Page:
What’s the difference for you between writing a poem and a song?
A poem has a certain — a different time. For instance, a poem is a very private experience, and it doesn’t have a driving tempo. In other words, you know, you can go back and forward; you can comeback; you can linger. You know, it’s a completely different time reference. Whereas a song, you know, you’ve got a tempo. You know,you’ve got something that is moving swiftly. You can’t stop it, you know? And it’s designed to move swiftly from, you know, mouth to mouth, heart to heart, where a poem really speaks to something that has no time and that is — it’s a completely different perception… Oh, I’m not saying [poetry] is not musical; it’s just a different tempo. And it’s a tempo that migrates, depending on what the mood of the reader is… Sometimes, you know, a [song] lyric can survive on the page. You know, sometimes it can’t, but sometimes it can. And I’ve tried to choose the ones that can survive on the page.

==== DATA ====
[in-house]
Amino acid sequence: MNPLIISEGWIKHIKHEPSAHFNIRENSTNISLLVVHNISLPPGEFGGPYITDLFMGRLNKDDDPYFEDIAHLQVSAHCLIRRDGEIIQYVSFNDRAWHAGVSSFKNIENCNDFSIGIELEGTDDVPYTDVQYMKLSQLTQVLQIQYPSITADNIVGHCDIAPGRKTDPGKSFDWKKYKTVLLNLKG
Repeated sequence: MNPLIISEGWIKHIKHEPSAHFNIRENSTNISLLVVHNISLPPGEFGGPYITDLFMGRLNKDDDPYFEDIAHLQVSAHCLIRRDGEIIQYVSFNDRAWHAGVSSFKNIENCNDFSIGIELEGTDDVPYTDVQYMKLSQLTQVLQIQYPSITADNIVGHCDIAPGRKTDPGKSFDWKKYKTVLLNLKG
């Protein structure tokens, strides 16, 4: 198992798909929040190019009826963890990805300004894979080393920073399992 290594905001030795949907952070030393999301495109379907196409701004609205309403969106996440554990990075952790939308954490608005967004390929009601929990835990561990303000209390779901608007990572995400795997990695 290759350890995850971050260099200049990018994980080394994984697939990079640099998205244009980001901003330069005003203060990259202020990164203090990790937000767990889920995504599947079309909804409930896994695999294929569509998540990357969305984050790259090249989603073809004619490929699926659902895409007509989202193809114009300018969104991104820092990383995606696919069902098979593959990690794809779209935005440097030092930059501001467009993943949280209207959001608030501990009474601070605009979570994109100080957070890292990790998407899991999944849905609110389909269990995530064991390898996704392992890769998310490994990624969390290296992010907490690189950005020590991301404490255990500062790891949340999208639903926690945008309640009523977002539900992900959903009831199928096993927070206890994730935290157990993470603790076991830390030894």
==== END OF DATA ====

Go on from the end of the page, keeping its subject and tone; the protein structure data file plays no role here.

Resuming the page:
From Songwriter Leonard Cohen Discusses Fame, Poetry and Getting Older by Jeffrey Brown. PBS: Broadcast June 28, 2006.